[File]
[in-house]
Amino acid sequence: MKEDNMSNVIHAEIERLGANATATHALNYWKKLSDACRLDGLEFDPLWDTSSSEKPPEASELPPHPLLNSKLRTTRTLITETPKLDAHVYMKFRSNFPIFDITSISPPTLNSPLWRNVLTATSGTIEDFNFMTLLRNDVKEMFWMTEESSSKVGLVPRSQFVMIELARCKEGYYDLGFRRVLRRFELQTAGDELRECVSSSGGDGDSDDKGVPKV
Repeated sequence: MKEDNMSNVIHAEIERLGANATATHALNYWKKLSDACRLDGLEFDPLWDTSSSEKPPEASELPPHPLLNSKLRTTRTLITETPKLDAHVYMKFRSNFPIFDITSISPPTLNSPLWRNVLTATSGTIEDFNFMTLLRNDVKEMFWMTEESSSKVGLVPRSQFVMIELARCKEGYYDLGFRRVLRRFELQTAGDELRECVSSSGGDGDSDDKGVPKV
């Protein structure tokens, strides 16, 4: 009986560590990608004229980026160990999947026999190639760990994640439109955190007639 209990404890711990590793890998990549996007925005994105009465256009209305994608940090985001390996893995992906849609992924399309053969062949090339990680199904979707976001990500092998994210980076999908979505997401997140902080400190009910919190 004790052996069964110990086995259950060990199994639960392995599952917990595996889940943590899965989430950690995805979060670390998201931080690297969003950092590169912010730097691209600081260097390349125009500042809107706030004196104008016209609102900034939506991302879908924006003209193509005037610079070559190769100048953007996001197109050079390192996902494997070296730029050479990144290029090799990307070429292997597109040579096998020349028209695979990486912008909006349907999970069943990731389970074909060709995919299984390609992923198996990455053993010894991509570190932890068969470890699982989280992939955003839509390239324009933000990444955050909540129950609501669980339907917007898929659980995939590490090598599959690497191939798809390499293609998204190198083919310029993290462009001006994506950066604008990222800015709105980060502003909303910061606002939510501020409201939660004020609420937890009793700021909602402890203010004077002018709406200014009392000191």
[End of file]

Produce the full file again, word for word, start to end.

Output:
[in-house]
Amino acid sequence: MKEDNMSNVIHAEIERLGANATATHALNYWKKLSDACRLDGLEFDPLWDTSSSEKPPEASELPPHPLLNSKLRTTRTLITETPKLDAHVYMKFRSNFPIFDITSISPPTLNSPLWRNVLTATSGTIEDFNFMTLLRNDVKEMFWMTEESSSKVGLVPRSQFVMIELARCKEGYYDLGFRRVLRRFELQTAGDELRECVSSSGGDGDSDDKGVPKV
Repeated sequence: MKEDNMSNVIHAEIERLGANATATHALNYWKKLSDACRLDGLEFDPLWDTSSSEKPPEASELPPHPLLNSKLRTTRTLITETPKLDAHVYMKFRSNFPIFDITSISPPTLNSPLWRNVLTATSGTIEDFNFMTLLRNDVKEMFWMTEESSSKVGLVPRSQFVMIELARCKEGYYDLGFRRVLRRFELQTAGDELRECVSSSGGDGDSDDKGVPKV
């Protein structure tokens, strides 16, 4: 009986560590990608004229980026160990999947026999190639760990994640439109955190007639 209990404890711990590793890998990549996007925005994105009465256009209305994608940090985001390996893995992906849609992924399309053969062949090339990680199904979707976001990500092998994210980076999908979505997401997140902080400190009910919190 004790052996069964110990086995259950060990199994639960392995599952917990595996889940943590899965989430950690995805979060670390998201931080690297969003950092590169912010730097691209600081260097390349125009500042809107706030004196104008016209609102900034939506991302879908924006003209193509005037610079070559190769100048953007996001197109050079390192996902494997070296730029050479990144290029090799990307070429292997597109040579096998020349028209695979990486912008909006349907999970069943990731389970074909060709995919299984390609992923198996990455053993010894991509570190932890068969470890699982989280992939955003839509390239324009933000990444955050909540129950609501669980339907917007898929659980995939590490090598599959690497191939798809390499293609998204190198083919310029993290462009001006994506950066604008990222800015709105980060502003909303910061606002939510501020409201939660004020609420937890009793700021909602402890203010004077002018709406200014009392000191």